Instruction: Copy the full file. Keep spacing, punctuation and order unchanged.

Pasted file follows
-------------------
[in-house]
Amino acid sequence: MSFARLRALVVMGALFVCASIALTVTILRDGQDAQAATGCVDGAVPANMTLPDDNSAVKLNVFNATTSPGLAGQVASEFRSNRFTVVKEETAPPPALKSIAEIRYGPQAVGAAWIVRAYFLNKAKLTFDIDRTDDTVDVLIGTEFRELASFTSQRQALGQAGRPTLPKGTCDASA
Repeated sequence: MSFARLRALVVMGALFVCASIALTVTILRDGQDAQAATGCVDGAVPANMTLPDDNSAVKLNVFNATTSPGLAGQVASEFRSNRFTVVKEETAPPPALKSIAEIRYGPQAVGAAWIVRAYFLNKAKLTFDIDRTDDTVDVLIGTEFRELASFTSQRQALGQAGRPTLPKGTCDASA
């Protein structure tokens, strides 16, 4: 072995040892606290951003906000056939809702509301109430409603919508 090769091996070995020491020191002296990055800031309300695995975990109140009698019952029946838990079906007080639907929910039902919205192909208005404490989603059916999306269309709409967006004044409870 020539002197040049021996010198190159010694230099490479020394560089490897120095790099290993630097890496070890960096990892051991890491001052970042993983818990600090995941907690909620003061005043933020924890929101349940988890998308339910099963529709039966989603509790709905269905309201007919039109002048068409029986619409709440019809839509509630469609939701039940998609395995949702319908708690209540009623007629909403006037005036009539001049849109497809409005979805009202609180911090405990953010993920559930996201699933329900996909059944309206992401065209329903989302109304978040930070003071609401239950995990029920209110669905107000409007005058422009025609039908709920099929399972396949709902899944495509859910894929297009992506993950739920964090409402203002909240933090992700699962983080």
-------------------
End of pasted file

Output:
[in-house]
Amino acid sequence: MSFARLRALVVMGALFVCASIALTVTILRDGQDAQAATGCVDGAVPANMTLPDDNSAVKLNVFNATTSPGLAGQVASEFRSNRFTVVKEETAPPPALKSIAEIRYGPQAVGAAWIVRAYFLNKAKLTFDIDRTDDTVDVLIGTEFRELASFTSQRQALGQAGRPTLPKGTCDASA
Repeated sequence: MSFARLRALVVMGALFVCASIALTVTILRDGQDAQAATGCVDGAVPANMTLPDDNSAVKLNVFNATTSPGLAGQVASEFRSNRFTVVKEETAPPPALKSIAEIRYGPQAVGAAWIVRAYFLNKAKLTFDIDRTDDTVDVLIGTEFRELASFTSQRQALGQAGRPTLPKGTCDASA
């Protein structure tokens, strides 16, 4: 072995040892606290951003906000056939809702509301109430409603919508 090769091996070995020491020191002296990055800031309300695995975990109140009698019952029946838990079906007080639907929910039902919205192909208005404490989603059916999306269309709409967006004044409870 020539002197040049021996010198190159010694230099490479020394560089490897120095790099290993630097890496070890960096990892051991890491001052970042993983818990600090995941907690909620003061005043933020924890929101349940988890998308339910099963529709039966989603509790709905269905309201007919039109002048068409029986619409709440019809839509509630469609939701039940998609395995949702319908708690209540009623007629909403006037005036009539001049849109497809409005979805009202609180911090405990953010993920559930996201699933329900996909059944309206992401065209329903989302109304978040930070003071609401239950995990029920209110669905107000409007005058422009025609039908709920099929399972396949709902899944495509859910894929297009992506993950739920964090409402203002909240933090992700699962983080």